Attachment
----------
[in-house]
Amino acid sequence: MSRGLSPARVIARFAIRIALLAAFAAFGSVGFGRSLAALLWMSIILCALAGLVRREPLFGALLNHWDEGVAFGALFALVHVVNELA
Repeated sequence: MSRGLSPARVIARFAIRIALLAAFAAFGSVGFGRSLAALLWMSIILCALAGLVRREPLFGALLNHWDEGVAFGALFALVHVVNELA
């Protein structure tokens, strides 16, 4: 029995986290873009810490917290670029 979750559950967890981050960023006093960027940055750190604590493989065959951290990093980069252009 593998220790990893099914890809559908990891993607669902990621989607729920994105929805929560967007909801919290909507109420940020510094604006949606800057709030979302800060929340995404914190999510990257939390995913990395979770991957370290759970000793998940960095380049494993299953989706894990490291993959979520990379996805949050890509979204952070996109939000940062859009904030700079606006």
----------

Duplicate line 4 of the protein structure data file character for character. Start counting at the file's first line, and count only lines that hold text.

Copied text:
């Protein structure tokens, strides 16, 4: 029995986290873009810490917290670029 979750559950967890981050960023006093960027940055750190604590493989065959951290990093980069252009 593998220790990893099914890809559908990891993607669902990621989607729920994105929805929560967007909801919290909507109420940020510094604006949606800057709030979302800060929340995404914190999510990257939390995913990395979770991957370290759970000793998940960095380049494993299953989706894990490291993959979520990379996805949050890509979204952070996109939000940062859009904030700079606006």